Our ten global affinity networks foster a sense of community among the Firm’s Black, Asian, Latinx/Hispanic, Middle Eastern, minority ethnic and LGBT+ lawyers, business services professionals and their allies. Each network sets its own agenda, initiatives and goals, which are specific to the issues it feels are most important. Affinity networks also create and enhance awareness of these groups within the Firm and its larger culture, drive community and connection across our global offices, and support their members with career and professional development opportunities.
26 local women’s networks
Our 26 local women’s networks are active in 40 offices across the Americas, EMEA and Asia-Pacific. These networks foster professional development and mentoring activities, and support business-related client partnerships. They also provide a forum for our lawyers and business services professionals to share perspectives and create programs to support and retain our talent while fostering and promoting gender equity.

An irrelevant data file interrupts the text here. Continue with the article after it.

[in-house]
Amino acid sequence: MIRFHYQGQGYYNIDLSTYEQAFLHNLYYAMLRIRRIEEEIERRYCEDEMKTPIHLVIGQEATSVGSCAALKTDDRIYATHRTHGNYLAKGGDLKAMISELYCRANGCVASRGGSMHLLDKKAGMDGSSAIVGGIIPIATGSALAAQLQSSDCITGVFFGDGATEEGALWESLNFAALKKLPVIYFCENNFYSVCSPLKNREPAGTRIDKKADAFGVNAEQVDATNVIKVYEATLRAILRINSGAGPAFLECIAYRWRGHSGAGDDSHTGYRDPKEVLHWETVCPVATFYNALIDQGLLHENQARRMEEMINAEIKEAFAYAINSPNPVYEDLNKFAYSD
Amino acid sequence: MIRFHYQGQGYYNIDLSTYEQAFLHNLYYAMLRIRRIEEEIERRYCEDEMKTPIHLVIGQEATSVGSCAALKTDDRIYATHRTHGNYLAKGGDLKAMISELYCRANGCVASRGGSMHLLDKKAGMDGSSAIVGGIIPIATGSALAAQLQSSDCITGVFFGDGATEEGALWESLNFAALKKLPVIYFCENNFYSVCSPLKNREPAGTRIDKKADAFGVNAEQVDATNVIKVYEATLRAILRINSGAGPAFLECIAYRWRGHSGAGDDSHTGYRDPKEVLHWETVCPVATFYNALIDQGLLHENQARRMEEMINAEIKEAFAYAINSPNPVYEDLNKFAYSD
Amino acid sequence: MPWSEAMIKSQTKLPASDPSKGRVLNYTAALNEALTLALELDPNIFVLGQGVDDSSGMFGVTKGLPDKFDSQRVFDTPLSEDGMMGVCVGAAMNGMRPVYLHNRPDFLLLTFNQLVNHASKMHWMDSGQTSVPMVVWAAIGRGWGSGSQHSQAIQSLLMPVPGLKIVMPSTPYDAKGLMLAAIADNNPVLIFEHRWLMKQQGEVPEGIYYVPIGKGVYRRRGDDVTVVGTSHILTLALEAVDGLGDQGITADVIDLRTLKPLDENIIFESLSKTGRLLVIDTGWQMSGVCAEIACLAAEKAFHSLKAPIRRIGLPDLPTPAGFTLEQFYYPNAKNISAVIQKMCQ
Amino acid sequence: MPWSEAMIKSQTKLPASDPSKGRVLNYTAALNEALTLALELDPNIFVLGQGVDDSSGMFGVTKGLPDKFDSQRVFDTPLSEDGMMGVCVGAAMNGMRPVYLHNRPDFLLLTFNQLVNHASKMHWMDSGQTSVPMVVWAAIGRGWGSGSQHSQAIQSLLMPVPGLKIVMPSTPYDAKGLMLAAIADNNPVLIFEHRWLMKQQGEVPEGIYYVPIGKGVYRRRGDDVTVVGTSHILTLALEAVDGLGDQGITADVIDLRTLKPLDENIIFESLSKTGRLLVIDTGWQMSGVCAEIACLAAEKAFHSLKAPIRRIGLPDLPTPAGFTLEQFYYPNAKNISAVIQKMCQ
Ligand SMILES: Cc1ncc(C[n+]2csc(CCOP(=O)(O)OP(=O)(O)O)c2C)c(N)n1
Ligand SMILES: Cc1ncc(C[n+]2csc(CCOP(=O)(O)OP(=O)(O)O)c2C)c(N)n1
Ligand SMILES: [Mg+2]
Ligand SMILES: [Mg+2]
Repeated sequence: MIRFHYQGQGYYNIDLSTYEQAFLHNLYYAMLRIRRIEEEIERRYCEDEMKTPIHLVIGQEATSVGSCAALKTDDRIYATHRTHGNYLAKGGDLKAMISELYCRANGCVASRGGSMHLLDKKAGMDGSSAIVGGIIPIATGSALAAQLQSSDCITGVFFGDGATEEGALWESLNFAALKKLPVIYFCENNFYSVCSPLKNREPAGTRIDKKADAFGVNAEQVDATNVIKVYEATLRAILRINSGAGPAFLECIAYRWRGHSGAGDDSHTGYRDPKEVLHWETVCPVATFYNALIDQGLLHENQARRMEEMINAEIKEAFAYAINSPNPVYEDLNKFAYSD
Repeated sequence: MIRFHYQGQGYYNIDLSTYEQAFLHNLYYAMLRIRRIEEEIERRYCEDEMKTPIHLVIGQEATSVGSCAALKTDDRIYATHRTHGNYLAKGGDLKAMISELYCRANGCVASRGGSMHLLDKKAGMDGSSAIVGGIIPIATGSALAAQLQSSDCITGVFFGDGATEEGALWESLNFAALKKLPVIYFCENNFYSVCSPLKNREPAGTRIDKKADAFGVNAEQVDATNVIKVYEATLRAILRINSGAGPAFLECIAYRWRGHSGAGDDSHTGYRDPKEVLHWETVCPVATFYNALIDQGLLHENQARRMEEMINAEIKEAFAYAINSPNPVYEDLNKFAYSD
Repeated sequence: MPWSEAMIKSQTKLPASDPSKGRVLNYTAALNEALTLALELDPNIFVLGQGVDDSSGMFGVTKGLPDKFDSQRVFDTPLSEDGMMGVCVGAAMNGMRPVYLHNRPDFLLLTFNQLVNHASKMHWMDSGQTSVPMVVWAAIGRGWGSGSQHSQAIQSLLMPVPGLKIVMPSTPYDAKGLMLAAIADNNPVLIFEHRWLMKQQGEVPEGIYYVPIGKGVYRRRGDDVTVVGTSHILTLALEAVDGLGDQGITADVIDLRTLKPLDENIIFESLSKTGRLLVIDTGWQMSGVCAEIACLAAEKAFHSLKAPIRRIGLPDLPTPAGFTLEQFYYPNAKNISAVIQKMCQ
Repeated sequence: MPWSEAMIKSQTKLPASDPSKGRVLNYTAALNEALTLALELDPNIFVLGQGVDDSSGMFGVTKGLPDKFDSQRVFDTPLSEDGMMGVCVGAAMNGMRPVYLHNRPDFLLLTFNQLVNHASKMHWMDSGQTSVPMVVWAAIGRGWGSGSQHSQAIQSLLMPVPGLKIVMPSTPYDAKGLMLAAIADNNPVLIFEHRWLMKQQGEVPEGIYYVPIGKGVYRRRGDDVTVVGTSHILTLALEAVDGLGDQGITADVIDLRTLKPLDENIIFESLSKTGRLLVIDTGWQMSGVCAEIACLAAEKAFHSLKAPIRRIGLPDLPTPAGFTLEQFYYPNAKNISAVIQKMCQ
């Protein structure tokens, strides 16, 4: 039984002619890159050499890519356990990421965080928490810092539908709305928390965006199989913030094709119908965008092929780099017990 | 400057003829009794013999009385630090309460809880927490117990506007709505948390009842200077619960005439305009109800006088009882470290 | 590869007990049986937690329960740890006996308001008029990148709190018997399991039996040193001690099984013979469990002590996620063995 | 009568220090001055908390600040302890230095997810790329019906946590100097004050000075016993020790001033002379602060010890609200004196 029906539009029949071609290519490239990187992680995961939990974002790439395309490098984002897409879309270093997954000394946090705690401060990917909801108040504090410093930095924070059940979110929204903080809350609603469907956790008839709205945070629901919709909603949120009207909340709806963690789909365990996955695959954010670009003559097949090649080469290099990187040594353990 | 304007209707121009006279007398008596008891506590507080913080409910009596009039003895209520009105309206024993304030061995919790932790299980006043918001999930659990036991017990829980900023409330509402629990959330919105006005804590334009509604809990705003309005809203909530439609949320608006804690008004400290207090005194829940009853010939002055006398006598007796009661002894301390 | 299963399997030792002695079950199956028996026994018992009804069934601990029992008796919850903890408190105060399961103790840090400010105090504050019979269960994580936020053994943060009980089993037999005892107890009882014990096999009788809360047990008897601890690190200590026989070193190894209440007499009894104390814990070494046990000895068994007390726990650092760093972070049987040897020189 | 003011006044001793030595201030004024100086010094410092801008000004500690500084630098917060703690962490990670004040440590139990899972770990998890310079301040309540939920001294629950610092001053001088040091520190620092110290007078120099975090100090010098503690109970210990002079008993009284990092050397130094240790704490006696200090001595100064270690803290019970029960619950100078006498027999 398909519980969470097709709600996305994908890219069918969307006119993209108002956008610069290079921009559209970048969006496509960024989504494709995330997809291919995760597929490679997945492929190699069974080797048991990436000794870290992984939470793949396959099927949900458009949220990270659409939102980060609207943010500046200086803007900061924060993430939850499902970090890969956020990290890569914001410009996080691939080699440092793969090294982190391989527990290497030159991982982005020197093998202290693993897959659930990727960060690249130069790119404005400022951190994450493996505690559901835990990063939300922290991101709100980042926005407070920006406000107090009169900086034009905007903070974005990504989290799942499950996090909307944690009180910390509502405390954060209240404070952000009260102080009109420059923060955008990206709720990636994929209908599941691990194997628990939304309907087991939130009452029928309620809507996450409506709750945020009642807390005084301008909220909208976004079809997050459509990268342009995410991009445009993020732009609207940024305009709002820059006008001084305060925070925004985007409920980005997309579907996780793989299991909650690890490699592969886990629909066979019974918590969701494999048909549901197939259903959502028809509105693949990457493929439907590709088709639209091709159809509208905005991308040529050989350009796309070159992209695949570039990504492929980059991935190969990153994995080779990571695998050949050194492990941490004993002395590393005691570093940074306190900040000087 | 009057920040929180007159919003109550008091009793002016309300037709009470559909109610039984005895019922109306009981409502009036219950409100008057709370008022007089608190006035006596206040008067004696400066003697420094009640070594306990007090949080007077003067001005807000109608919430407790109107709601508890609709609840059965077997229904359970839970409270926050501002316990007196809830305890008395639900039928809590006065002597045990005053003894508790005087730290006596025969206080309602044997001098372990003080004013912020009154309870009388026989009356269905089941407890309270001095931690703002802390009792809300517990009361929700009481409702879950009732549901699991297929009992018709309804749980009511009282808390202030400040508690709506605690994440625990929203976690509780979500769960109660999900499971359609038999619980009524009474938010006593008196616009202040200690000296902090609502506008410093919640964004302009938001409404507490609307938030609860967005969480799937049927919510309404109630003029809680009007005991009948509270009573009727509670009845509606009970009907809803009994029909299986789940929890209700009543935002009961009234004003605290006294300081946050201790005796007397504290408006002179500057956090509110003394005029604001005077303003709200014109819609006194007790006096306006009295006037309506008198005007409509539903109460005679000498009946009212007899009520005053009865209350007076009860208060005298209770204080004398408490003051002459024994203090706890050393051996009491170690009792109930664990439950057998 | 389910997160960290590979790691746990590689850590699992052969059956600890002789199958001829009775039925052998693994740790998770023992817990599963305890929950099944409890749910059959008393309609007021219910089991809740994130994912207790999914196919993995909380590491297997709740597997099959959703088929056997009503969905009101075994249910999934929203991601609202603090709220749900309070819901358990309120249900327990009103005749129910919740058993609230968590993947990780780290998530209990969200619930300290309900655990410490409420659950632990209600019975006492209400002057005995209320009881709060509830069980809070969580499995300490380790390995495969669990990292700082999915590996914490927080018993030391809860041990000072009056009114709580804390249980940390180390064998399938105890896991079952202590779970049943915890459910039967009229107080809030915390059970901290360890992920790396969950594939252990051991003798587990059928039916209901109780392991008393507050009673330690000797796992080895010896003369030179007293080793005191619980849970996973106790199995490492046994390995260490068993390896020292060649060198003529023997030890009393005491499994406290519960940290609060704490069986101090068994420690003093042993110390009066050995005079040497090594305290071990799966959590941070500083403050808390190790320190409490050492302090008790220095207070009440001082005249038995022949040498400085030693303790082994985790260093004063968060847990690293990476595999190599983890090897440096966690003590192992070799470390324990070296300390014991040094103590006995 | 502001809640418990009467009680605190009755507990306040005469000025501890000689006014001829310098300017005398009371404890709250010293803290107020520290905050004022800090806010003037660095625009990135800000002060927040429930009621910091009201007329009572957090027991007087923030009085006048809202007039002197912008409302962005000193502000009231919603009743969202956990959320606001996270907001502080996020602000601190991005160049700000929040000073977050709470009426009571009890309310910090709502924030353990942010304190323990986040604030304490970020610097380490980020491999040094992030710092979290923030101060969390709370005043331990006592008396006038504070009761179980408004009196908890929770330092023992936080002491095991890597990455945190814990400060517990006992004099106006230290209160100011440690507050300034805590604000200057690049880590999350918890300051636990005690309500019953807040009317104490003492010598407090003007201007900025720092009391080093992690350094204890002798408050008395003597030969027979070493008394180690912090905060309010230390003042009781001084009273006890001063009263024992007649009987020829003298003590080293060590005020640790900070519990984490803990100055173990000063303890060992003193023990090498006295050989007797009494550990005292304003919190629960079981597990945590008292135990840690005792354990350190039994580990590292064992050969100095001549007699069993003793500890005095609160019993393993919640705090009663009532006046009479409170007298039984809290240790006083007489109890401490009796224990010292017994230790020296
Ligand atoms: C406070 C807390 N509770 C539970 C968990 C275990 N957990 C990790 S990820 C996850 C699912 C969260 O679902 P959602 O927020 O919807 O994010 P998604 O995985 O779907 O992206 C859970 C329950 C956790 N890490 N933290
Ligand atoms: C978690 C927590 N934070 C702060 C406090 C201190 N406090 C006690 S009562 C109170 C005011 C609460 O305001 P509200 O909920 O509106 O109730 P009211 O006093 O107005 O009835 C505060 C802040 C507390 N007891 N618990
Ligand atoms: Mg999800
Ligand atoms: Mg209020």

For more than a decade, leading publications and alliance organizations have recognized White & Case’s commitment to diversity and inclusion.
#1 Most Diverse Law Firm in Am Law 50 (eighth consecutive year)
The American Lawyer
Diversity Scorecard 2021
100% rating on commitment to lesbian, gay, bisexual and transgender workplace equality (13th consecutive year)
Identifying the Firm as one of the best places to work for LGBT+ individuals
Human Rights Campaign’s Corporate Equality Index
Minority Women Lawyers – International Firm of the Year